I am always heartened to receive emails from concerned flatmates or course mates, asking how to help their friend as best as possible. Having suffered from an eating disorder myself, I only now appreciate the difficult situation I put my own friends through and the stress it must have put on them. I like to think they had someone to turn to themselves, whilst they were being so supportive of me. The best thing my friends did for me was to maintain as normal a friendship as possible and support me in helping myself. I know my friends continuing to invite me out, even though I often refused, and just keeping me company gave me a focus other than my eating disorder and reminded me that I was valued for who I was. Eating disorders can be isolating and the sufferer can lose their sense of identity. I remember it was frustrating for my friends that they could not force me to eat or prevent me from purging when I did, but they listened to me complain about it. That was the biggest help of all, they knew I did these things and still treated me normally. They did not try to analyse me or accuse me of being "attention-seeking". Engaging in the big concept of 'recovery' can be daunting, so knowing they were there for me was a huge help. Recovery is something which requires the motivation of the individual, and this takes time. So I sincerely hope my friends put themselves first. There is a limit to what friends can do to help and compromising their own needs does not help anyone.
Who am I?
Anorexia was one thing. Thinking about letting go was another entirely. I was anorexia. If I were not to be anorexic, I would be nothing. Logical. Recovery was an identity crisis. I had to define myself in new words. But who the f**! was I? The more I thought, the more I decided that no one in their right mind would be me because I didn’t really exist. That made the eating disorder seem terribly comforting. At least it existed. Something had to be better than nothing? Or so I told myself. Starting with nothing though, you can build something new. I needed the confidence and courage to do this, to let go and build something new. Have you ever started a hobby or a sport or something and had the desire that no one watch until you’ve had some practice; no one likes to look a fool. Well I was very good at this anorexia thing and the world wasn’t going to go away while I practiced being something new. People were watching. Recovery took so many leaps of faith, every word of encouragement helped; every criticism or unkind laugh set me scurrying back to Anorexia. Other people’s judgement doesn’t matter when you’re good at anorexia; you are playing on a different pitch to them, and by god are you better at anorexia than them. So, what helped in recovery was encouragement and acceptance. When people commented positively on the music I was listening to or the book I was reading, it reaffirmed that this new identity, independent from anorexia, was okay.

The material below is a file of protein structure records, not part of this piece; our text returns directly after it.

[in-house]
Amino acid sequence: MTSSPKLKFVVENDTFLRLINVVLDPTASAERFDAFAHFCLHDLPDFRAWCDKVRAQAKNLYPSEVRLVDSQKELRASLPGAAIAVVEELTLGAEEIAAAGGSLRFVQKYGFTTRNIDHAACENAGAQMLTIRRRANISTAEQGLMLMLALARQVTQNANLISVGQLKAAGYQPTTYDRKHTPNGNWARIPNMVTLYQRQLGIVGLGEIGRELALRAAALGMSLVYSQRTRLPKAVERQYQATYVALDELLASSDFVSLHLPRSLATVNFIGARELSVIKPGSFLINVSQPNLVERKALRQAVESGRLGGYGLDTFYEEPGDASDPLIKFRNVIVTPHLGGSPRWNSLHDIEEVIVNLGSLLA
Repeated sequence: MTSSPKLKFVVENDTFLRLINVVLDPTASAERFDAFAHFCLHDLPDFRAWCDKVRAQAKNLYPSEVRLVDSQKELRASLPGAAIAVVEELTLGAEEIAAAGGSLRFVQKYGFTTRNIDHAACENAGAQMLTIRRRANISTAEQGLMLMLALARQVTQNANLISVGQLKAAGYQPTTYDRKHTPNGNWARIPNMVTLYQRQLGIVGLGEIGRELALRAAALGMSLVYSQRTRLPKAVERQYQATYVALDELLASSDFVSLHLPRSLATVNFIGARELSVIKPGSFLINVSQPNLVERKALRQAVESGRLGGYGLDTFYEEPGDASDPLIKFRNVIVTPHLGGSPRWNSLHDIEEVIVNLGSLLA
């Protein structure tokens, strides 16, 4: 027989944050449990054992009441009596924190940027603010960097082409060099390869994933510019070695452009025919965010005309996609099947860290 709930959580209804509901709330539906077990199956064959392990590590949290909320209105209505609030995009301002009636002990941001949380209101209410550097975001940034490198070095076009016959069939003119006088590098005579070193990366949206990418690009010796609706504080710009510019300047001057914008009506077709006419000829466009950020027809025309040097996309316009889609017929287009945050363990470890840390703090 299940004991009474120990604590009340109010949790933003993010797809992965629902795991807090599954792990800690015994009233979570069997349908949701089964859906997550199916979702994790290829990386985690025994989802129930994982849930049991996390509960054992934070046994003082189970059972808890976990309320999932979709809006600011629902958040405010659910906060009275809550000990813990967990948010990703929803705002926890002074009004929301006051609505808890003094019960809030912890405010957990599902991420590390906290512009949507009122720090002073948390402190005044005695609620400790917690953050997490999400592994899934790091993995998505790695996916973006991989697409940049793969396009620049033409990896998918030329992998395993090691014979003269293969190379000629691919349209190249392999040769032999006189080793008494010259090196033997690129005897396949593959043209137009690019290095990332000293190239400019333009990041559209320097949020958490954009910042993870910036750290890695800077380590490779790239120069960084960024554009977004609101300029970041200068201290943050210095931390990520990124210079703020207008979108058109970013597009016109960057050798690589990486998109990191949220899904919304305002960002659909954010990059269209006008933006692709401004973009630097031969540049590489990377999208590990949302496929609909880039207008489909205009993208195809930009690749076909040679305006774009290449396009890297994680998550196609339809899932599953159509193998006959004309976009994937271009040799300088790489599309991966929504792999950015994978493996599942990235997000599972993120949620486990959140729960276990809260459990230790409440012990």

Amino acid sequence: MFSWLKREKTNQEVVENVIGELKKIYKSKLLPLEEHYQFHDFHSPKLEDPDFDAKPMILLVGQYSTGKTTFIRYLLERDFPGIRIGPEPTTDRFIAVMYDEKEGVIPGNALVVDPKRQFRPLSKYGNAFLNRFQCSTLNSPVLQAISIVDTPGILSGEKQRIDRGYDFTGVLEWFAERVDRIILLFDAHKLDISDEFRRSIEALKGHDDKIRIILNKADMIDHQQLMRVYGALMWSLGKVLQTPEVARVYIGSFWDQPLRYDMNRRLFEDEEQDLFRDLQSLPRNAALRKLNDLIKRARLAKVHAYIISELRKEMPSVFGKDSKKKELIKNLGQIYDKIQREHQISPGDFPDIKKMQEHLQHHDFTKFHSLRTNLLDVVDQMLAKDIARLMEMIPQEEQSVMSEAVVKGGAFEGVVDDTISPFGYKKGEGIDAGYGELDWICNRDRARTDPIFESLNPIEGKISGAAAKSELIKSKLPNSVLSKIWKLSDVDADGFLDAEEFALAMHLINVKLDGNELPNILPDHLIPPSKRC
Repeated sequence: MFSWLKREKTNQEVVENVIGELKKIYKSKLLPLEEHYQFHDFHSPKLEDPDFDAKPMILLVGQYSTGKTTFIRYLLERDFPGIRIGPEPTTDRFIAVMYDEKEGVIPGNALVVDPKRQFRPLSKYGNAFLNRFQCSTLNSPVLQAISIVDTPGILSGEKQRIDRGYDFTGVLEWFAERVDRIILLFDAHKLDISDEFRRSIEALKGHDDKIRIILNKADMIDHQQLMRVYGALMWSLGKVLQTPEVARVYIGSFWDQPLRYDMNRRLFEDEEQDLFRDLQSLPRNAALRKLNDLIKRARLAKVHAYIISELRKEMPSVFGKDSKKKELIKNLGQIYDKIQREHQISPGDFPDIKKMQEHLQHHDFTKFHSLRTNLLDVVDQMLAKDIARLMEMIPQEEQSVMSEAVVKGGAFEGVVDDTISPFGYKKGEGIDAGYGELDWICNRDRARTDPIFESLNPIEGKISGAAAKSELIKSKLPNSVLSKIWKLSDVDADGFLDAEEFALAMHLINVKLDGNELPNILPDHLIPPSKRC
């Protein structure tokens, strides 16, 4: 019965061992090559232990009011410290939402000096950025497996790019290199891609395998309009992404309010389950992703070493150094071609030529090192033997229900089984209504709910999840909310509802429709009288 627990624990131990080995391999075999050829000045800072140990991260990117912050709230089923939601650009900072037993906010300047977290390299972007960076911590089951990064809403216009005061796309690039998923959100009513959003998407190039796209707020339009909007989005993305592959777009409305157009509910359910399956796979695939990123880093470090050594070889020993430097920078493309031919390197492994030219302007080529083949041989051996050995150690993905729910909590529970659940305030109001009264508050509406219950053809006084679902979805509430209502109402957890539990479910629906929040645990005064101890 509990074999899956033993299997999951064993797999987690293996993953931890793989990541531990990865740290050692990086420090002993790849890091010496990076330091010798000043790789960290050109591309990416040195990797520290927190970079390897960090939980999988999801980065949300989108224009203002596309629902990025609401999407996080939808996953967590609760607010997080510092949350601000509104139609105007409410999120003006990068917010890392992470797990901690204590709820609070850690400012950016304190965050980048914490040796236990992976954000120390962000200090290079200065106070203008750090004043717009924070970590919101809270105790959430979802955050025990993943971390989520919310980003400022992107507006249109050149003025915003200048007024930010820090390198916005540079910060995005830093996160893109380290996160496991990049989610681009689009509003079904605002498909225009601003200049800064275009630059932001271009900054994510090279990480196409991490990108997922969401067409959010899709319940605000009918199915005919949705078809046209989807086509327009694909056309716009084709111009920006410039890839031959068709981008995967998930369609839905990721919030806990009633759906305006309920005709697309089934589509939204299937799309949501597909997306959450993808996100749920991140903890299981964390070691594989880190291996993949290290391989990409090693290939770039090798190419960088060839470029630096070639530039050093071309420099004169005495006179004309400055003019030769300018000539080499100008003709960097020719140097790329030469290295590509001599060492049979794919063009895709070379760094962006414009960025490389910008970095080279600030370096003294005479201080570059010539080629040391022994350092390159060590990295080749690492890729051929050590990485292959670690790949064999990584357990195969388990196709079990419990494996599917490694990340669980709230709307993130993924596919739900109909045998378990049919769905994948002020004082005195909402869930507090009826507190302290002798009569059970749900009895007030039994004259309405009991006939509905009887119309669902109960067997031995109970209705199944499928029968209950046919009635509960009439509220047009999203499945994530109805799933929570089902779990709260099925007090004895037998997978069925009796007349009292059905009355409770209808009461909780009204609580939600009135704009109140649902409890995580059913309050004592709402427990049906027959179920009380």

Just let go... and set a good example
I’m still recovering from anorexia. Putting on weight, eating the amount of food required to do so, is hard. It was harder still while people around me are on controlled diets. My mum has always dieted; she eats to a strict rigid plan which she follows every single day. As I'm trying hard to let go, my mum holds on. Last week I thought I'd be brave and decided to buy a mars bars as a snack. I asked mum if she would like one, and if she'd have it with me with a coffee instead of her usual four squares of chocolate perhaps. She said she might do, but then pulled over at a petrol station and bought a bar of her normal dark chocolate. As I ate my mars bar, the first one I'd eaten in several years, she ate her usual four squares. I really wish she had bent her rules. As I get bigger, she's still slimming down. It may be selfish, but I wish she was the sort of middle-aged woman who didn't give two monkeys if she carried a bit of extra weight. I wish she'd completely let go. It's not that I need people around me to get fat, I don't, I just need someone to prove that getting fat isn't the end of the world.
Thoughts and feelings: not behaviours
I think when you have a friend who suffers from an eating disorder there is a tendency for you to focus on their behaviours; what they are eating, how much they are eating, exercise habits etc. However, this can create unbearable pressure for a sufferer and cause them to find new ways of hiding their disorder from outside view, making them even more deeply entrenched in it. I remember feeling very awkward and guilty when my flatmates kept asking me why I always seemed to be on my way to the gym; so eventually I stopped telling them. Instead, ask your friend if there is anything that was upsetting them prior to the onset of their eating disorder, anything worrying them now and if there is anything you can do to help. Helping somebody to identify potential triggers is far more beneficial to their recovery than arguing over the size of their dinner and may even help them if they choose to enter therapy. In addition, talking over painful issues may help your friend realise that they are in fact very ‘special’ and valued by you and they don’t need an eating disorder to feel important or worthy, in addition to lessening the chains of social isolation which accompanies the illness.
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Registered Charity: 1142783